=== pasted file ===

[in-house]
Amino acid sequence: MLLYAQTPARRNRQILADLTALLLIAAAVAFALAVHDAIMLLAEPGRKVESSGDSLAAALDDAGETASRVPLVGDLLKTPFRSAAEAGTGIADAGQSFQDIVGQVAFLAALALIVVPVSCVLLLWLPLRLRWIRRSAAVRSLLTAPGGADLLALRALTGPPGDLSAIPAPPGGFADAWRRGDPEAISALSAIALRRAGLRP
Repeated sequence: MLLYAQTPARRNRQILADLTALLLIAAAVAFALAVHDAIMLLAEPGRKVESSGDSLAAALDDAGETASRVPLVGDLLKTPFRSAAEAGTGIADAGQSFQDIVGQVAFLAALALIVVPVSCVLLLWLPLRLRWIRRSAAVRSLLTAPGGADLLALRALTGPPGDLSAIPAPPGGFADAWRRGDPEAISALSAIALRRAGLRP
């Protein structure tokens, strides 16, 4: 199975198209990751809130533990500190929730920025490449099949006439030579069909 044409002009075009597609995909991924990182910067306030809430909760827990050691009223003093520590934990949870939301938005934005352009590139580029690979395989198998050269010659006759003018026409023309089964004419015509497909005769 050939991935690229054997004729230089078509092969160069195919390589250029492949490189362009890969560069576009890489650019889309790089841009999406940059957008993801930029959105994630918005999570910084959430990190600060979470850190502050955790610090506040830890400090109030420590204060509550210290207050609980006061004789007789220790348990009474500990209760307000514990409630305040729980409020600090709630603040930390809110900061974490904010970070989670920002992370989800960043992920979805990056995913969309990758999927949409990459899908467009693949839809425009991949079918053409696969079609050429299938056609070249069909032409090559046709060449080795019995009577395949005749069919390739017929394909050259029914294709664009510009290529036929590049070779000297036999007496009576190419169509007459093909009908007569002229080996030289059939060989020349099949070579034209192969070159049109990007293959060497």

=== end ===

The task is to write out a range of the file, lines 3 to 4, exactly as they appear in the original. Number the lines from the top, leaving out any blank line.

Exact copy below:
Repeated sequence: MLLYAQTPARRNRQILADLTALLLIAAAVAFALAVHDAIMLLAEPGRKVESSGDSLAAALDDAGETASRVPLVGDLLKTPFRSAAEAGTGIADAGQSFQDIVGQVAFLAALALIVVPVSCVLLLWLPLRLRWIRRSAAVRSLLTAPGGADLLALRALTGPPGDLSAIPAPPGGFADAWRRGDPEAISALSAIALRRAGLRP
């Protein structure tokens, strides 16, 4: 199975198209990751809130533990500190929730920025490449099949006439030579069909 044409002009075009597609995909991924990182910067306030809430909760827990050691009223003093520590934990949870939301938005934005352009590139580029690979395989198998050269010659006759003018026409023309089964004419015509497909005769 050939991935690229054997004729230089078509092969160069195919390589250029492949490189362009890969560069576009890489650019889309790089841009999406940059957008993801930029959105994630918005999570910084959430990190600060979470850190502050955790610090506040830890400090109030420590204060509550210290207050609980006061004789007789220790348990009474500990209760307000514990409630305040729980409020600090709630603040930390809110900061974490904010970070989670920002992370989800960043992920979805990056995913969309990758999927949409990459899908467009693949839809425009991949079918053409696969079609050429299938056609070249069909032409090559046709060449080795019995009577395949005749069919390739017929394909050259029914294709664009510009290529036929590049070779000297036999007496009576190419169509007459093909009908007569002229080996030289059939060989020349099949070579034209192969070159049109990007293959060497």